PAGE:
Roche acquires Santaris Pharma for $250M

The deal could be worth an additional $200 million if all milestones are met

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BASEL, Switzerland—Roche has announced that it will be acquiring privately held Santaris Pharma, a biopharmaceutical company based near Copenhagen, Denmark, that specializes in the development of next-generation antisense products. Per the terms of the agreement, Roche will pay Santaris Pharma shareholders $250 million up front, with the potential for additional contingent payments of up to $200 million if certain predetermined milestones are reached.
 
“Roche and Santaris Pharma have complementary capabilities that will help us realize breakthrough medicines,” J. Donald deBethizy, president and CEO of Santaris Pharma, commented in a statement. “The acquisition combines Santaris Pharma’s next-generation antisense technology and LNA expertise with Roche’s deep experience in disease biology, chemistry, drug safety, drug formulation, delivery and development.”
 
Santaris Pharma’s Locked Nucleic Acid (LNA) platform and drug discovery engine unites its proprietary LNA chemistry with its highly specialized and targeted drug discovery capabilities in order to deliver drug candidates against mRNA and microRNA. The platform is meant to bypass the limitations of previous antisense and siRNA technologies, offering small size, high binding affinity and metabolic stability to create a new class of drug candidates that can potently and specifically affect RNA targets in a variety of different tissues without complex delivery vehicles.
 
“Today there are many disease targets that are very challenging or even impossible to reach with small molecules or antibodies,” John C. Reed, head of Roche Pharma Research and Early Development, said in a press release. “We believe the LNA platform provides the means to efficiently discover and develop an important new class of medicines that may address the significant needs of patients across multiple therapeutic areas.”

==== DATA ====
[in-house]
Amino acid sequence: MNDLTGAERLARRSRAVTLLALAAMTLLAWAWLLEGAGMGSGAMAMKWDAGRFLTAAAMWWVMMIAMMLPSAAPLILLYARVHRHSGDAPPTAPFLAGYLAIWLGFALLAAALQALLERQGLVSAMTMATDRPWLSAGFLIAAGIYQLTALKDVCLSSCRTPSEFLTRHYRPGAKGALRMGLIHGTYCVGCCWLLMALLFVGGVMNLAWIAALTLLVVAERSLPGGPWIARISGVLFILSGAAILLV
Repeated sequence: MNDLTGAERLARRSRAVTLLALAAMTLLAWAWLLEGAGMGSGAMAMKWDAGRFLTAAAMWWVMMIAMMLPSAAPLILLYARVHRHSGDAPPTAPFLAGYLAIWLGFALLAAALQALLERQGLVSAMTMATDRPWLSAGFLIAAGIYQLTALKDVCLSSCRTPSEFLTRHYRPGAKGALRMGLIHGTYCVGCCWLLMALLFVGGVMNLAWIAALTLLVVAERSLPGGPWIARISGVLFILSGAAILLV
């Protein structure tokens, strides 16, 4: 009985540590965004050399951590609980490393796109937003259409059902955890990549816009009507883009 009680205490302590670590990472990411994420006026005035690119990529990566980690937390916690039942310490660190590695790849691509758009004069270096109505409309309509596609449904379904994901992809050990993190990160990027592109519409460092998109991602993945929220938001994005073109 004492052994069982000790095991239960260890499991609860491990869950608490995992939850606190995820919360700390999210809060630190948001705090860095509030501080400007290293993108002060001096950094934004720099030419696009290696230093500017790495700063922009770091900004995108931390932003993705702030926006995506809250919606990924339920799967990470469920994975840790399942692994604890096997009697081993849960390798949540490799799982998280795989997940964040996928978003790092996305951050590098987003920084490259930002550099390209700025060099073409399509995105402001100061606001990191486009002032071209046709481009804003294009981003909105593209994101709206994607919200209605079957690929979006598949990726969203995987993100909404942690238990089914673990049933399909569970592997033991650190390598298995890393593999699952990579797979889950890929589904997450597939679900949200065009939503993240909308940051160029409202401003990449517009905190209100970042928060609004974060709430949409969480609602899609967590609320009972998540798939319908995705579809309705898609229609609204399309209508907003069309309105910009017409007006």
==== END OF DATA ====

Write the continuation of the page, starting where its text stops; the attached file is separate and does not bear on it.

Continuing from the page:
The acquisition is subject to customary closing conditions, and is expected to close this month. Once it does, Roche plans to maintain Santaris Pharma’s operations in Denmark, though the existing site will be renamed as the Roche Innovation Center Copenhagen.
 
In other recent news for Roche, the company has also announced that the European Commission has approved the use of Avastin in combination with paclitaxel, topotecan, or pegylated liposomal doxorubicin chemotherapy to treat recurrent ovarian cancer patients that have proven resistant to platinum-containing chemotherapy. The approval stems from the results of Roche’s Phase 3 AURELIA study in women with recurrent, platinum-resistant ovarian cancer who received either chemotherapy or chemotherapy combined with Avastin. Combining Avastin with chemotherapy ended up nearly doubling median progression-free survival from 3.4 months to 6.7 months. Avastin represents the first new treatment option for European women in more than 15 years for this type of cancer.
 
“European approval of Avastin for recurrent, platinum-resistant ovarian cancer is good news because Avastin can help women live longer without their cancer progressing, which is an important treatment goal in advanced disease,” said Dr. Sandra Horning, chief medical officer and head of Global Product Development at Roche. “Avastin is the first biologic medicine approved by the EU for women with this difficult-to-treat disease.”
 
 
SOURCE: Roche press release


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